Contracts of Employment: The Cornerstone of the Working Relationship and Reducing Your Risk

Contracts of Employment: The Cornerstone of the Working Relationship and Reducing Your Risk

The contract of employment is the basis of the employment relationship.  It sets out in writing the terms and conditions of that relationship as well as expectations in the form of the duties associated with the position.  It affords clarity and protection to both employers and employees with information in relation to employee rights, notice periods, restraint of trade provisions and confidentiality clauses.

Despite the advantages of having a written contract of employment, we frequently come across scenarios where employees are unaware of their rights because of ambiguity in a contract or employers fail to utilise provisions such as confidentiality clauses, often because they run a relaxed workplace environment where issues are dealt with personally.

We have set out below a helpful summary of the information which employers are legally obliged to furnish to employees at the commencement of employment or very shortly thereafter.

 

The Employment (Miscellaneous Provisions) Act 2018

The Employment (Miscellaneous Provisions) Act 2018 came into force in December 2018.  With effect from the 4th March 2019, employers must notify each new employee in writing within 5 days of the commencement of employment of the following core terms of employment:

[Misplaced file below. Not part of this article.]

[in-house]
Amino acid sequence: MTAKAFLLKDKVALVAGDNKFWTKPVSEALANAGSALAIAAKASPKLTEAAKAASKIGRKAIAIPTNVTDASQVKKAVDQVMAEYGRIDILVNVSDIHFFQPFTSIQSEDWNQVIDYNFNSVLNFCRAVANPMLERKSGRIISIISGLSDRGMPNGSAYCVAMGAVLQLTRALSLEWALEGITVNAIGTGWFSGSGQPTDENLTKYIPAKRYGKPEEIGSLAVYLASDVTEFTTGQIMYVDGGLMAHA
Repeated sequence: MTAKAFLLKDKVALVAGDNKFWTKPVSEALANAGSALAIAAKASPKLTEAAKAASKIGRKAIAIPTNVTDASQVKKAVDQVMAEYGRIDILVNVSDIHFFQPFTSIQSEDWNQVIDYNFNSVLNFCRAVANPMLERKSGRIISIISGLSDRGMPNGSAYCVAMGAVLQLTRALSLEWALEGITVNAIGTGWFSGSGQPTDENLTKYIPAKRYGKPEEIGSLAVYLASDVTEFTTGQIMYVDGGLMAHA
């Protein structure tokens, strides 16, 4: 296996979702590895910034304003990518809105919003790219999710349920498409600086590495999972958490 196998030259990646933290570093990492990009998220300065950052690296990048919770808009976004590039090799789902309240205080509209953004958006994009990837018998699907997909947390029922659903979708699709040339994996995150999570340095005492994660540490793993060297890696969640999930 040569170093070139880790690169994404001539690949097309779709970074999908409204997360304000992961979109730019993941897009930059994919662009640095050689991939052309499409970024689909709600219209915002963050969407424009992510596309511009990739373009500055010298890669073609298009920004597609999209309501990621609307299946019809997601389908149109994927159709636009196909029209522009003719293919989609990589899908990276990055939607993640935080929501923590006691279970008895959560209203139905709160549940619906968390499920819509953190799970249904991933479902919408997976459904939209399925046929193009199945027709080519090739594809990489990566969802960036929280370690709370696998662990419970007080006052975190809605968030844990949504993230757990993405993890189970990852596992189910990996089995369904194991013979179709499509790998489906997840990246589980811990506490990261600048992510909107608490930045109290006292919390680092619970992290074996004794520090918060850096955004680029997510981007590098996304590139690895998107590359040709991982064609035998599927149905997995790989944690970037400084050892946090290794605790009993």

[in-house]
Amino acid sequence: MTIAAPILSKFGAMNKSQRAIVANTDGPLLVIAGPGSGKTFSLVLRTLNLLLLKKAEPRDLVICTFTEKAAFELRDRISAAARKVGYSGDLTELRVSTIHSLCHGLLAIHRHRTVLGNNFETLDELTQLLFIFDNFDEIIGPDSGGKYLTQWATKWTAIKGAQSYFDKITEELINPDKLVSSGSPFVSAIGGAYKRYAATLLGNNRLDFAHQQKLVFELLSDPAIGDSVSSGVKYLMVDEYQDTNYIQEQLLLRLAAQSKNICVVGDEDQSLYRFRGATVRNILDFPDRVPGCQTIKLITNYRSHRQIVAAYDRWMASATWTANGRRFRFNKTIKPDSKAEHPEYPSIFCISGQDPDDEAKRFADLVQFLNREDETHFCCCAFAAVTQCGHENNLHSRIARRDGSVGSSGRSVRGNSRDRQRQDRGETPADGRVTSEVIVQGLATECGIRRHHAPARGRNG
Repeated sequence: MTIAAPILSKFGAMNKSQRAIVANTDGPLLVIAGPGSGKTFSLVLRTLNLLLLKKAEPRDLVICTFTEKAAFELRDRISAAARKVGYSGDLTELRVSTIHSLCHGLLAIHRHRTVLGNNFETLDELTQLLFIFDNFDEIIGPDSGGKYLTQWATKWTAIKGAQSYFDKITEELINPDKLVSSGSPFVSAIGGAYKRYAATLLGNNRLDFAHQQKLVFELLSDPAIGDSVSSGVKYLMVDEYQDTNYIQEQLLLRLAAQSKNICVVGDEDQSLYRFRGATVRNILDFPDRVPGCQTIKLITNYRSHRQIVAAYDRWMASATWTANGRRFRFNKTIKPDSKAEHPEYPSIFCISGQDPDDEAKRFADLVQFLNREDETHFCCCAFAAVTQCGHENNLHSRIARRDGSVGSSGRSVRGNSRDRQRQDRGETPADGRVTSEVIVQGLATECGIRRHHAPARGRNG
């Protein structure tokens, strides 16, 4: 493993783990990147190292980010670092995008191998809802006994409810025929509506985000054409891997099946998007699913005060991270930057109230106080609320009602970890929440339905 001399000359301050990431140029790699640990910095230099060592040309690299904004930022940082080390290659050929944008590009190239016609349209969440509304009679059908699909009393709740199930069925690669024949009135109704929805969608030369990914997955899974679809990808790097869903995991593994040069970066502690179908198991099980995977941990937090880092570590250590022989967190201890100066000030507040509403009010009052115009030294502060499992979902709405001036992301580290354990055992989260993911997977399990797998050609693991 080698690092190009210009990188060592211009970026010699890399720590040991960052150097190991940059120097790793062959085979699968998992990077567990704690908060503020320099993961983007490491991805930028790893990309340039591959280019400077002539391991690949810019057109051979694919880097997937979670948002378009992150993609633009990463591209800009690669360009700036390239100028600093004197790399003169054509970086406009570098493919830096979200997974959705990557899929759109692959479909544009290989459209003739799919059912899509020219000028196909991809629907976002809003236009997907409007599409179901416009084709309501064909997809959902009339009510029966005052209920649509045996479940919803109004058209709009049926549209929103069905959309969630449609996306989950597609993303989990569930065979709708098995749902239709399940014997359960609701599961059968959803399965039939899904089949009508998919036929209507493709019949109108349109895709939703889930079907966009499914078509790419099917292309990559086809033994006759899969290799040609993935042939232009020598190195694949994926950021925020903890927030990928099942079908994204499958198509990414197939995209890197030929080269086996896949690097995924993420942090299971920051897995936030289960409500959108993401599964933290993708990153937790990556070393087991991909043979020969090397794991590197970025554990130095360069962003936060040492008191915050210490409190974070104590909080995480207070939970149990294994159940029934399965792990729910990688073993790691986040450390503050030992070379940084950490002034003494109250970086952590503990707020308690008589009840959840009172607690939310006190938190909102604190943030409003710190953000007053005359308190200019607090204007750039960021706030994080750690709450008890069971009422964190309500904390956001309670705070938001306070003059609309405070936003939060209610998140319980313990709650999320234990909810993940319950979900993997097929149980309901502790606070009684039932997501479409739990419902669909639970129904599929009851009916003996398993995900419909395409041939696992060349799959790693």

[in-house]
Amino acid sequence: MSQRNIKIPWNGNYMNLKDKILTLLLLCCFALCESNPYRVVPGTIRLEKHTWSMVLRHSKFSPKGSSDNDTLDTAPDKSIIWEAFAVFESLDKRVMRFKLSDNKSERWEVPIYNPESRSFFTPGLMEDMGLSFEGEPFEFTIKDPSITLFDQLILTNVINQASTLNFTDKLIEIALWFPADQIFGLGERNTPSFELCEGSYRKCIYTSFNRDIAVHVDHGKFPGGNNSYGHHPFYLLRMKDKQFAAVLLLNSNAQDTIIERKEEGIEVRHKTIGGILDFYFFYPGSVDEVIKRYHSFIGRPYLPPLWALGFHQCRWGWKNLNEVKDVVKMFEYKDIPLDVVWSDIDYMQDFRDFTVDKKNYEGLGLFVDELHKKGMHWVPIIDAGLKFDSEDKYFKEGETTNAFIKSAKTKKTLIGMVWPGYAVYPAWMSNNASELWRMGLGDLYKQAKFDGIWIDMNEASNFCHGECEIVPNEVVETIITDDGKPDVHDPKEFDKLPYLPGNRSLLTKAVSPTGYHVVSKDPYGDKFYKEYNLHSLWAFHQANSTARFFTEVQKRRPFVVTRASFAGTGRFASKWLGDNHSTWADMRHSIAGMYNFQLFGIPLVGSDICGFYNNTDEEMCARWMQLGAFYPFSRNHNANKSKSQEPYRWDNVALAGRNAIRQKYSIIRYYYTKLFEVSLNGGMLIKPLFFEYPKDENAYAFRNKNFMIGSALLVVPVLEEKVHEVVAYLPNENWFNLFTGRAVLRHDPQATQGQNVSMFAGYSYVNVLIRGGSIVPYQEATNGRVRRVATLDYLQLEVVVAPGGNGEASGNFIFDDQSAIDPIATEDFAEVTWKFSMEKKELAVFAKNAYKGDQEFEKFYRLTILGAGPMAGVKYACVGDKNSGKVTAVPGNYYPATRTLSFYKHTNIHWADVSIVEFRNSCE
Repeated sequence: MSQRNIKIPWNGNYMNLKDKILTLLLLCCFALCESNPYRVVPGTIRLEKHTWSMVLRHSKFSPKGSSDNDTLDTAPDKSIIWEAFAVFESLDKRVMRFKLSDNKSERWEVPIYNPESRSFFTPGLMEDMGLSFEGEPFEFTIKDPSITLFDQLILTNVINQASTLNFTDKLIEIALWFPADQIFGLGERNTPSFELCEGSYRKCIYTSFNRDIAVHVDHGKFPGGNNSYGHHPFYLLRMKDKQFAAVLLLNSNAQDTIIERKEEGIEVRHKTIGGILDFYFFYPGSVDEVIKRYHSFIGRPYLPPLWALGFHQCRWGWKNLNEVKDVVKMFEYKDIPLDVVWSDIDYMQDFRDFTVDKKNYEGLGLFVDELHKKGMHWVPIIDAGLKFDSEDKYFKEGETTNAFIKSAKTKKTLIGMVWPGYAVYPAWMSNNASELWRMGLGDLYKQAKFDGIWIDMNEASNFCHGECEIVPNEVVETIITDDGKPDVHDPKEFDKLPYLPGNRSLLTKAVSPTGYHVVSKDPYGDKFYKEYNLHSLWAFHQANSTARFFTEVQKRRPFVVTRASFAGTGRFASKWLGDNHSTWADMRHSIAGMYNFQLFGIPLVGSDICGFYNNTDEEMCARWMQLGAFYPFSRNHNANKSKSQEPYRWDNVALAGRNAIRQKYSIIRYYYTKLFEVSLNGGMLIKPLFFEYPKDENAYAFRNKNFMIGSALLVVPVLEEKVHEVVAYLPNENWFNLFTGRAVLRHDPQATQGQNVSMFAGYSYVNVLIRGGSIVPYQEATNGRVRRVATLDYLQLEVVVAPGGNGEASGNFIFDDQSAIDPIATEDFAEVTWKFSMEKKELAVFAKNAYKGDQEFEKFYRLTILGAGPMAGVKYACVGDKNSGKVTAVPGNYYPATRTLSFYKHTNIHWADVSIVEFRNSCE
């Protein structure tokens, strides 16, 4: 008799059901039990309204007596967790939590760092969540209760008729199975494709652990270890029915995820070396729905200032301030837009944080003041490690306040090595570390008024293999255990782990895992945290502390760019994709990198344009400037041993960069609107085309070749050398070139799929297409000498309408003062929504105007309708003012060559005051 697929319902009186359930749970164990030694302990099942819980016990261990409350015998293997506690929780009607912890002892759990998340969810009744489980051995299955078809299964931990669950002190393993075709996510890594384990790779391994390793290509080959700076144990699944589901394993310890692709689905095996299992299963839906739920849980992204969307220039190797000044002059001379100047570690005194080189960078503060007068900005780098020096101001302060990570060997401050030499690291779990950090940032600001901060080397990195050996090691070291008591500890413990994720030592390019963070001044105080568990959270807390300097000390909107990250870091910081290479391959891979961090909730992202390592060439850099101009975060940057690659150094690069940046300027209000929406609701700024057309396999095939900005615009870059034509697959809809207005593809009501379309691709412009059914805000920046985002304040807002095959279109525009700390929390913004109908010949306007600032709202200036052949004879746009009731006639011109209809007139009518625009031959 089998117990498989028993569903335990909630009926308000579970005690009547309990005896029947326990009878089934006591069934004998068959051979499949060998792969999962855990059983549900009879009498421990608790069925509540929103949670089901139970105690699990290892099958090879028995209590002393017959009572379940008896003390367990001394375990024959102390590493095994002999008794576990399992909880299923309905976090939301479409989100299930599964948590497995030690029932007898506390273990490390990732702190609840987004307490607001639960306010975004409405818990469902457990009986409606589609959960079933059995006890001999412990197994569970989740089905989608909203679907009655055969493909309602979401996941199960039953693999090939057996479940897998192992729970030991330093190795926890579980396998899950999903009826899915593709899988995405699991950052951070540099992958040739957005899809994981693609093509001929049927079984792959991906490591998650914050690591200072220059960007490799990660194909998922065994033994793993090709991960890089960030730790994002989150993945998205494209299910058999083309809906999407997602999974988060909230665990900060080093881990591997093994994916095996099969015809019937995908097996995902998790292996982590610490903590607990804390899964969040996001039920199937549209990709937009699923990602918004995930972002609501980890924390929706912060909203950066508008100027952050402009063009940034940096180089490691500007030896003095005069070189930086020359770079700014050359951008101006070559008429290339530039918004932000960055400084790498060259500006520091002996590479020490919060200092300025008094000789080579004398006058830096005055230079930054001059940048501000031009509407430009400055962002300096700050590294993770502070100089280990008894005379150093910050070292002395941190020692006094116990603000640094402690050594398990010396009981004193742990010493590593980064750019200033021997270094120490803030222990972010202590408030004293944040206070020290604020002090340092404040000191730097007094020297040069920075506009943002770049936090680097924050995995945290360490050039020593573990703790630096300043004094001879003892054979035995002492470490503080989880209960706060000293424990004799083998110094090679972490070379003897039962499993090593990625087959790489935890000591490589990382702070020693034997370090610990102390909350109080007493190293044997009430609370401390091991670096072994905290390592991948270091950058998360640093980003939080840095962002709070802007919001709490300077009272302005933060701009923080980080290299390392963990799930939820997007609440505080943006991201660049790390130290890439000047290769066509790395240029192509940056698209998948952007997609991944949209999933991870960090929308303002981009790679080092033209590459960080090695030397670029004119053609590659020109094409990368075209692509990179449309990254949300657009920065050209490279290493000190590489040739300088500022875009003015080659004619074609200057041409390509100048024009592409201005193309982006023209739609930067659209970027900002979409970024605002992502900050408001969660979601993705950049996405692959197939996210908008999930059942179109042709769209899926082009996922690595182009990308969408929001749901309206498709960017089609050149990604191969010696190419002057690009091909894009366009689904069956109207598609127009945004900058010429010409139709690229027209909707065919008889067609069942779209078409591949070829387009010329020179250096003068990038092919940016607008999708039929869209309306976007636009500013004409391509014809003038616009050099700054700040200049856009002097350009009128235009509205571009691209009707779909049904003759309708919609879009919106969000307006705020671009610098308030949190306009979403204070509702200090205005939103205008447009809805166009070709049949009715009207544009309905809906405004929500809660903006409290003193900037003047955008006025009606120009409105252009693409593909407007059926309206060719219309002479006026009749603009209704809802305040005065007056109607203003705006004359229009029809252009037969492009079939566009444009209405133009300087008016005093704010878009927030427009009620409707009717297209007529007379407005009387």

• The full names of the employer and the employee;
  • The address of the employer;
  • The expected duration of the contract, in the case of a temporary contract, or the end date if the contract is a fixed term contract;
  • The rate or method of calculation of the employee’s pay; and
  • The number of hours the employer reasonably expects the employee to work per normal working day and per normal working week.

 

The Terms of Employment (Information) Act 1994 – 2014

Section 3 of the Terms of Employment (Information) Act 1994 – 2014 requires that the following terms and conditions be provided to an employee not later than 2 months after the commencement of the employment:

  • The full names of the employer and employee;
  • The address of the employer in the State or, where appropriate, the address of the principal place of the relevant business of the employer in the State or the registered office;
  • The place of work or, where there is no fixed place of work, a statement specifying that the employee is required or permitted to work at various places;
  • The title of the job or the nature of the work for which the employee is employed;
  • The date of commencement of the contract of employment;
  • In relation to temporary, fixed term or specified purpose contracts, the expected duration and the expected expiration of the contract;
  • The rate or method of calculation of the employee’s pay and the pay reference period for the purposes of the National Minimum Wage Act 2000;
  • A statement setting out that the employee may, under Section 23 of the National Minimum Wage Act 2000, request from the employer a written statement of the employee’s average hourly rate of pay for any pay reference period as provided in that section;
  • The frequency of pay;